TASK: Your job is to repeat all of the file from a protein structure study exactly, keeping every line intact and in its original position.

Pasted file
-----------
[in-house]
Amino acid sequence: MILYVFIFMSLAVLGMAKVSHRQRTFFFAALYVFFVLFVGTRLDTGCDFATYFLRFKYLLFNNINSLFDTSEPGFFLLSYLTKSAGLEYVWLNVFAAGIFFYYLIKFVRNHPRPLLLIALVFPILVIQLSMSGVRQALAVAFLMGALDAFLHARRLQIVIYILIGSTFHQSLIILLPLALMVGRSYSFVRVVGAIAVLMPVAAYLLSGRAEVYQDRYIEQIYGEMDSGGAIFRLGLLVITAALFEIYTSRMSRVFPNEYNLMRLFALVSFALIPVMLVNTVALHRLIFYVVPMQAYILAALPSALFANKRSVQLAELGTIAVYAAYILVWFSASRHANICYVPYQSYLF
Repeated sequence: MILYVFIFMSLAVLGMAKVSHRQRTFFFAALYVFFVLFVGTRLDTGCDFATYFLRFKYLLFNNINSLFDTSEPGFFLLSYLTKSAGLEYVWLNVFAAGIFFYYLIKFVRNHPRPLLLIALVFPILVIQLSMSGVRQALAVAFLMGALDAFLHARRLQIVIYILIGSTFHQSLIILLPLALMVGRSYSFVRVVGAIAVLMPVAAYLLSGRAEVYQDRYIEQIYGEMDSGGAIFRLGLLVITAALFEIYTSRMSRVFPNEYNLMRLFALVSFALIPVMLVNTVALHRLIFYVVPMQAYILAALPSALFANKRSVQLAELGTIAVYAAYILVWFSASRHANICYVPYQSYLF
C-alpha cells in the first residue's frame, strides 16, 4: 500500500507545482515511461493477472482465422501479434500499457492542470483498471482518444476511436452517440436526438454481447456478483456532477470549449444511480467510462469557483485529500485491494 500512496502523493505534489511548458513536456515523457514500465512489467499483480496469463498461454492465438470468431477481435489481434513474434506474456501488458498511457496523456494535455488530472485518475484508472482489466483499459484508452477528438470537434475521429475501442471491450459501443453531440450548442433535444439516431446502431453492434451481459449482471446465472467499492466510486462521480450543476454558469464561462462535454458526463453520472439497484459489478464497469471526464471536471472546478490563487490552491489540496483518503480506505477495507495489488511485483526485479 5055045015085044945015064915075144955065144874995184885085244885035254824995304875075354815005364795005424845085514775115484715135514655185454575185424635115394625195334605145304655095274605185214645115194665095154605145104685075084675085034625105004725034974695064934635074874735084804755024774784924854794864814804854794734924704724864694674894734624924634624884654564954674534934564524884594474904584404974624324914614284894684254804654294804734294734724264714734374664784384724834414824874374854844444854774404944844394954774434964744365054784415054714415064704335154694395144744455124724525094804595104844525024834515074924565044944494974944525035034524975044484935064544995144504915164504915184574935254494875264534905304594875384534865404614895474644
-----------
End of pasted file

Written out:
[in-house]
Amino acid sequence: MILYVFIFMSLAVLGMAKVSHRQRTFFFAALYVFFVLFVGTRLDTGCDFATYFLRFKYLLFNNINSLFDTSEPGFFLLSYLTKSAGLEYVWLNVFAAGIFFYYLIKFVRNHPRPLLLIALVFPILVIQLSMSGVRQALAVAFLMGALDAFLHARRLQIVIYILIGSTFHQSLIILLPLALMVGRSYSFVRVVGAIAVLMPVAAYLLSGRAEVYQDRYIEQIYGEMDSGGAIFRLGLLVITAALFEIYTSRMSRVFPNEYNLMRLFALVSFALIPVMLVNTVALHRLIFYVVPMQAYILAALPSALFANKRSVQLAELGTIAVYAAYILVWFSASRHANICYVPYQSYLF
Repeated sequence: MILYVFIFMSLAVLGMAKVSHRQRTFFFAALYVFFVLFVGTRLDTGCDFATYFLRFKYLLFNNINSLFDTSEPGFFLLSYLTKSAGLEYVWLNVFAAGIFFYYLIKFVRNHPRPLLLIALVFPILVIQLSMSGVRQALAVAFLMGALDAFLHARRLQIVIYILIGSTFHQSLIILLPLALMVGRSYSFVRVVGAIAVLMPVAAYLLSGRAEVYQDRYIEQIYGEMDSGGAIFRLGLLVITAALFEIYTSRMSRVFPNEYNLMRLFALVSFALIPVMLVNTVALHRLIFYVVPMQAYILAALPSALFANKRSVQLAELGTIAVYAAYILVWFSASRHANICYVPYQSYLF
C-alpha cells in the first residue's frame, strides 16, 4: 500500500507545482515511461493477472482465422501479434500499457492542470483498471482518444476511436452517440436526438454481447456478483456532477470549449444511480467510462469557483485529500485491494 500512496502523493505534489511548458513536456515523457514500465512489467499483480496469463498461454492465438470468431477481435489481434513474434506474456501488458498511457496523456494535455488530472485518475484508472482489466483499459484508452477528438470537434475521429475501442471491450459501443453531440450548442433535444439516431446502431453492434451481459449482471446465472467499492466510486462521480450543476454558469464561462462535454458526463453520472439497484459489478464497469471526464471536471472546478490563487490552491489540496483518503480506505477495507495489488511485483526485479 5055045015085044945015064915075144955065144874995184885085244885035254824995304875075354815005364795005424845085514775115484715135514655185454575185424635115394625195334605145304655095274605185214645115194665095154605145104685075084675085034625105004725034974695064934635074874735084804755024774784924854794864814804854794734924704724864694674894734624924634624884654564954674534934564524884594474904584404974624324914614284894684254804654294804734294734724264714734374664784384724834414824874374854844444854774404944844394954774434964744365054784415054714415064704335154694395144744455124724525094804595104844525024834515074924565044944494974944525035034524975044484935064544995144504915164504915184574935254494875264534905304594875384534865404614895474644